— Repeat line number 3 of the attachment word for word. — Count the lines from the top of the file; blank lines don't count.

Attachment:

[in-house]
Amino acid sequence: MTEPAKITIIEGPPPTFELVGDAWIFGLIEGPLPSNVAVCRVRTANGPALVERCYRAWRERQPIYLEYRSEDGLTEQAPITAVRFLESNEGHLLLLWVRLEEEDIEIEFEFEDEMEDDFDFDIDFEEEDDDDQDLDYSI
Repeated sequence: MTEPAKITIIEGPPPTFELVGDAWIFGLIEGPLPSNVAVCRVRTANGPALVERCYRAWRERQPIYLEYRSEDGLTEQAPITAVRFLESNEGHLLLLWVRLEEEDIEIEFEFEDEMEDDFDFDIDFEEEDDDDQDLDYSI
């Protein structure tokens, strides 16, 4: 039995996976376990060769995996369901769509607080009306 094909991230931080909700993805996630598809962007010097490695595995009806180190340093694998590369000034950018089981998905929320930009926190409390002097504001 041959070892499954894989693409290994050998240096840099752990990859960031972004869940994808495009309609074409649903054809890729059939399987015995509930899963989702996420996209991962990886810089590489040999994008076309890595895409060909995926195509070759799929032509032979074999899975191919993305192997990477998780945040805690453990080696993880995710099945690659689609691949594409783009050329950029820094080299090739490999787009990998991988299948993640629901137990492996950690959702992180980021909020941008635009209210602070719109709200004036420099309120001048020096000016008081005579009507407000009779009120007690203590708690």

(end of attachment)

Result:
Repeated sequence: MTEPAKITIIEGPPPTFELVGDAWIFGLIEGPLPSNVAVCRVRTANGPALVERCYRAWRERQPIYLEYRSEDGLTEQAPITAVRFLESNEGHLLLLWVRLEEEDIEIEFEFEDEMEDDFDFDIDFEEEDDDDQDLDYSI